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Nicola Sturgeon’s ‘impossible to meet’ tests that mean an indyref is her only answer

Scotland's First Minister Nicola Sturgeon speaking at the conference of the Institute for Public Policy Research (IPPR) think tank in Edinburgh where she says that she is "determined" to find options to protect Scotland's key interests during EU negotiations.
Scotland's First Minister Nicola Sturgeon speaking at the conference of the Institute for Public Policy Research (IPPR) think tank in Edinburgh where she says that she is "determined" to find options to protect Scotland's key interests during EU negotiations.

Politicians love setting tests.

It is a useful way to show a statesmanlike consideration for issues that, more often than not, are fraught with ideological passions.

The tests are set in a way that they can neither be passed nor failed – and the politician can just do what they want anyway.

Gordon Brown – another favourite of the IPPR, who hosted Ms Sturgeon yesterday – was the master of this.

The then-chancellor’s five tests to decide whether to join the euro might have been hastily cobbled together in the back of an American cab, but they served a purpose.

Mr Brown did not want the UK to join the euro, but to say so was unacceptable.

He therefore devised the tests as a mechanism that would keep joining the single currency on the table, but make it practically impossible.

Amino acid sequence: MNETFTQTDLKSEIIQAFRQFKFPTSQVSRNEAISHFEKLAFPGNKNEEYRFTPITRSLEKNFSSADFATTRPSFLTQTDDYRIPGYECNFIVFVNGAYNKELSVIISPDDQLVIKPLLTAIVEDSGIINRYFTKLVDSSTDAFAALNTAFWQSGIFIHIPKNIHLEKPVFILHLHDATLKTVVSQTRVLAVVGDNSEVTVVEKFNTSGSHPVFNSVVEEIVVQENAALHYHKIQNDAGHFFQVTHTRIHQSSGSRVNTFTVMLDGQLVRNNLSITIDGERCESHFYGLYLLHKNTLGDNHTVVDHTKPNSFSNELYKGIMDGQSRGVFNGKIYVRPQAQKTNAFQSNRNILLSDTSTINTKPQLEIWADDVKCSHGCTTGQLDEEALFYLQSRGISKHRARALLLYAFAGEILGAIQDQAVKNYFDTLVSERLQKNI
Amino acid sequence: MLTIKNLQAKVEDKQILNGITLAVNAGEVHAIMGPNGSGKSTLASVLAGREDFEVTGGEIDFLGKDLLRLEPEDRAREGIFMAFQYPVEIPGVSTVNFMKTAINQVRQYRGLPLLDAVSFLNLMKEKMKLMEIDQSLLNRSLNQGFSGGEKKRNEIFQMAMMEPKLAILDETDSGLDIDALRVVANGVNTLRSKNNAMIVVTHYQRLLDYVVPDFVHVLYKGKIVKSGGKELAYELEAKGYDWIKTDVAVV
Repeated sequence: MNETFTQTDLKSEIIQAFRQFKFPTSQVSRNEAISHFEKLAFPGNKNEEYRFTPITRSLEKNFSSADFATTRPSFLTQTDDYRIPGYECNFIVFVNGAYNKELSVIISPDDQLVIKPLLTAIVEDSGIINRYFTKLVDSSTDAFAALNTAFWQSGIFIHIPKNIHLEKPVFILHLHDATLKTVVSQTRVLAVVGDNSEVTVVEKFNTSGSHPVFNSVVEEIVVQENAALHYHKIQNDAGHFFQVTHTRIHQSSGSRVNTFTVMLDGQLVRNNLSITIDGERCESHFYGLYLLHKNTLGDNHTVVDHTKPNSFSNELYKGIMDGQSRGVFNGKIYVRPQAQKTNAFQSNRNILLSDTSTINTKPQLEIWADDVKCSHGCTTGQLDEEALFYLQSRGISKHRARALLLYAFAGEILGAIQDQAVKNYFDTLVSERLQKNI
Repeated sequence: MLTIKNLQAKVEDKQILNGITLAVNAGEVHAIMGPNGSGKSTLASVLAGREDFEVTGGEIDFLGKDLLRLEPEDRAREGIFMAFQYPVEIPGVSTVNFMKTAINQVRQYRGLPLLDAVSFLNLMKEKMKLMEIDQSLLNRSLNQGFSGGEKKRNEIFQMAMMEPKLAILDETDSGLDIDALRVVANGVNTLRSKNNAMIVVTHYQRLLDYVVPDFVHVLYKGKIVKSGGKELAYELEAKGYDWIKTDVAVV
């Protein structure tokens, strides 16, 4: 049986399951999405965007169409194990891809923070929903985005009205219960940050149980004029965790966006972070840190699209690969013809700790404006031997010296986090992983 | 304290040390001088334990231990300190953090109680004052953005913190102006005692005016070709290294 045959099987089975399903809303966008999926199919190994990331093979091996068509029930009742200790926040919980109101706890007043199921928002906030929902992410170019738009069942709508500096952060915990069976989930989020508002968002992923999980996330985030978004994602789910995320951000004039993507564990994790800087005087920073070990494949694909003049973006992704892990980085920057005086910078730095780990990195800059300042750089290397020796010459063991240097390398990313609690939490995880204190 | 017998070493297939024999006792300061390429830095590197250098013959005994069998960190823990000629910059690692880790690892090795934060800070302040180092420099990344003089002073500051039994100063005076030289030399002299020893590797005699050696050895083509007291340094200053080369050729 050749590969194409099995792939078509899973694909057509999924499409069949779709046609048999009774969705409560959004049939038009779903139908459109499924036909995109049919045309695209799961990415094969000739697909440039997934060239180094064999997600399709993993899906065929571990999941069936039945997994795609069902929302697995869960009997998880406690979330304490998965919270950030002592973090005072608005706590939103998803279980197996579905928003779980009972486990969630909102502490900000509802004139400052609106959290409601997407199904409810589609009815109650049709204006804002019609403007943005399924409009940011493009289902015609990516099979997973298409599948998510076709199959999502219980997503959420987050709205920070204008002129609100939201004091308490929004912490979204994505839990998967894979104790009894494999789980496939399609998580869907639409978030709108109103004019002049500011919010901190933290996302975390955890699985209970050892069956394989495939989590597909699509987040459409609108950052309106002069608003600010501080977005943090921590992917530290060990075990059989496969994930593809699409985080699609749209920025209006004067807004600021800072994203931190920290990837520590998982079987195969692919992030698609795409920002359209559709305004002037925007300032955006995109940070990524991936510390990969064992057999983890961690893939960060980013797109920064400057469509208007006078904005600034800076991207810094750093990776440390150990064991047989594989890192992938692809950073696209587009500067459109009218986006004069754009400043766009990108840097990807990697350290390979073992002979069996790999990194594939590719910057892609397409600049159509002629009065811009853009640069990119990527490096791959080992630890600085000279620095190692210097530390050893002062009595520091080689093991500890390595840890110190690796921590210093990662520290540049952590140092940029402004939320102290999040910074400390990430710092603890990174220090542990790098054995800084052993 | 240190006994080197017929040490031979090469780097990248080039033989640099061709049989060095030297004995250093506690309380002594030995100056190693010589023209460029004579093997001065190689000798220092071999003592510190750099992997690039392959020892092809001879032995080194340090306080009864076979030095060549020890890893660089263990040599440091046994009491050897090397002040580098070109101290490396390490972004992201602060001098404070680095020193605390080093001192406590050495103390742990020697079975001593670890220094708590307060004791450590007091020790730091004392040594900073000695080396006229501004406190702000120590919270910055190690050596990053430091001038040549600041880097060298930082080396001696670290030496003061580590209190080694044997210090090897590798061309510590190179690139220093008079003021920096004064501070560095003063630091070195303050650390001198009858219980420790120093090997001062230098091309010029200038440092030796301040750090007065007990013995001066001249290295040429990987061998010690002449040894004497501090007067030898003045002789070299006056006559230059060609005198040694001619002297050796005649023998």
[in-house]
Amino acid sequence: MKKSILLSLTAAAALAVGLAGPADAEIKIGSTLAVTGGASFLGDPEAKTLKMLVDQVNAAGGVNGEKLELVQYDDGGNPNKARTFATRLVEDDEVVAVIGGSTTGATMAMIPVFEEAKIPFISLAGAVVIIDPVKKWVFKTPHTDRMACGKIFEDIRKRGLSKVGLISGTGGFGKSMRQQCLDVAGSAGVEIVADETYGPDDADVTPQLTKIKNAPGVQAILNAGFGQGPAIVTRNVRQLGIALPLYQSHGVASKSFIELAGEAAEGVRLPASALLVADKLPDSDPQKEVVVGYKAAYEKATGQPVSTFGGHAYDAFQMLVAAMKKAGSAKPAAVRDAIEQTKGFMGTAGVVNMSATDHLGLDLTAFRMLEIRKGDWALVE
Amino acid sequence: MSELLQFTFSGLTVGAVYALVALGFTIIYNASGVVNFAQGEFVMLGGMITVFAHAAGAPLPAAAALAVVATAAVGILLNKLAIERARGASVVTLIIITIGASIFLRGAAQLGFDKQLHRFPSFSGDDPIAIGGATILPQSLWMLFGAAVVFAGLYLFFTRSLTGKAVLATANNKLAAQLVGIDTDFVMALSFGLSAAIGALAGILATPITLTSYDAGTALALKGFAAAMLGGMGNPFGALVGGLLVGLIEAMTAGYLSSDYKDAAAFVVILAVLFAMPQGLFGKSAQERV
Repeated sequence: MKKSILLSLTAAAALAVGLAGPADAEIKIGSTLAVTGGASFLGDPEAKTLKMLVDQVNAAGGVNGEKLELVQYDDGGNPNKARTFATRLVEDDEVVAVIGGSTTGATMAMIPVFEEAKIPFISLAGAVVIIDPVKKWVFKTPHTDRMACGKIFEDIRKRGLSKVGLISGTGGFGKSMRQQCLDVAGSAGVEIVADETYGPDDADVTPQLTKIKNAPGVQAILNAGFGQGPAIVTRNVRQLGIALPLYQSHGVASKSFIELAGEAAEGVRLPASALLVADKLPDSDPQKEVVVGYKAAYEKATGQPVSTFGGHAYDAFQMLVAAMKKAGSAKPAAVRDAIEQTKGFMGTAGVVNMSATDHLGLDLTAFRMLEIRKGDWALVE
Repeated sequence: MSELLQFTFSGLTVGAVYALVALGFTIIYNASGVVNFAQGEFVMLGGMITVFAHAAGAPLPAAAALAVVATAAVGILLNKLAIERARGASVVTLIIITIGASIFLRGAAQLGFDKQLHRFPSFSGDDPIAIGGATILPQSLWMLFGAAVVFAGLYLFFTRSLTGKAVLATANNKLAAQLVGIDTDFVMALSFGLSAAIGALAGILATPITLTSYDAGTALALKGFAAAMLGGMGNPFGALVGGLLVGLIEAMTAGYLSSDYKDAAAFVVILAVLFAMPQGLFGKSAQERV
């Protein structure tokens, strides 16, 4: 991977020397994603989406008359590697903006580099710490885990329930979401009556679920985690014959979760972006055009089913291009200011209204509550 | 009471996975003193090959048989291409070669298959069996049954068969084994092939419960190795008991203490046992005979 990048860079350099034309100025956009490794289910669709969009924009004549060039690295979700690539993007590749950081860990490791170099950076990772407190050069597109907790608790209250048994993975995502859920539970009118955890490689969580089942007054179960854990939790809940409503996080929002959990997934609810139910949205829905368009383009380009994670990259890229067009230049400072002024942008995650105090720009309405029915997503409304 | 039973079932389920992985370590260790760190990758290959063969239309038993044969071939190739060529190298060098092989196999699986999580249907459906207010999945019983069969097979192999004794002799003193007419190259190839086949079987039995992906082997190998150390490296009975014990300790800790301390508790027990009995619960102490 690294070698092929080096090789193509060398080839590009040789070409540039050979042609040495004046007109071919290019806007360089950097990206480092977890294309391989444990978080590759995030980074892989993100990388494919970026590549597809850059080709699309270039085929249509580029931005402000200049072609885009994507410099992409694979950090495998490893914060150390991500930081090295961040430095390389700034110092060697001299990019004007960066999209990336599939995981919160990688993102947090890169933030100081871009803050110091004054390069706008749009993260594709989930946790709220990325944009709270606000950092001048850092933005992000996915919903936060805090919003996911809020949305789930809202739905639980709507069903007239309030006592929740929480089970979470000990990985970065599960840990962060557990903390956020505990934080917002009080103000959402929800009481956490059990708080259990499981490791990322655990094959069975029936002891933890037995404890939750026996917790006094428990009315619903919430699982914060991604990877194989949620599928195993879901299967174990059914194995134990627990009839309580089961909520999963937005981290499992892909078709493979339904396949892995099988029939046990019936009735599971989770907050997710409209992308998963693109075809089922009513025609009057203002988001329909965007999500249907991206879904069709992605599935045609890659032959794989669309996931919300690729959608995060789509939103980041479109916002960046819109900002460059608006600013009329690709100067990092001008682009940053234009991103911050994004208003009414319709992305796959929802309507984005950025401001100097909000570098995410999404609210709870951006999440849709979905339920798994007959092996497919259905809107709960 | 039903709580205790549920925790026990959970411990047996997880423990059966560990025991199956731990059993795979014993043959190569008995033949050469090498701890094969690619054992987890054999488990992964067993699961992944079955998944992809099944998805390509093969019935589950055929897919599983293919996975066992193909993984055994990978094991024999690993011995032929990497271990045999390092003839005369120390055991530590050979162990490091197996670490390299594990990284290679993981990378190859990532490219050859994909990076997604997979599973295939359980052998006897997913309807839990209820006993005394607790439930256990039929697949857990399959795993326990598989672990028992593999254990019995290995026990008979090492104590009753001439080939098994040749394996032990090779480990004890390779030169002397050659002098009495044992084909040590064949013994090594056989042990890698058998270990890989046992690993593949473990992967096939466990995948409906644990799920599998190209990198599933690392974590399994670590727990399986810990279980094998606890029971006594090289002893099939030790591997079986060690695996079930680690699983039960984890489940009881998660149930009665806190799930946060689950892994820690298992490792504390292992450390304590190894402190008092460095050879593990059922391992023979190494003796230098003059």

When he left office in 2010, the tests for joining the euro had, of course, not been met.

Fast forward six years and not only is joining the single currency off the table, but we are paying the bill and leaving the restaurant.

Mr Brown is now a private citizen, save for his occasional stalking of the stage – like a character from an Edgar Allan Poe story – at times of national crisis.

Yet the tactic of the self-imposed test endures.

As Ms Sturgeon showed yesterday, the five tests are back.

Critics, of course, will argue that they are – like Mr Brown’s – impossible to meet.

In the short term, they allow for options other than independence – for instance, federalism – to be considered.

But the practical difficulties in delivering such a settlement make it almost certain that independence will be the only option that could meet the five benchmarks.

Ms Sturgeon, of course, not only sets the tests but also does the marking.

It will ultimately be up to her to decide whether or not May’s Brexit deal ticks none, some or all of her five boxes.

In making that decision, opinion polls will play as much of a part as cold hard economics.

Despite her intervention yesterday, the key question remains – does Ms Sturgeon think she could win another independence referendum?

It is the answer to that question which will determine whether or not the five tests are passed or failed.

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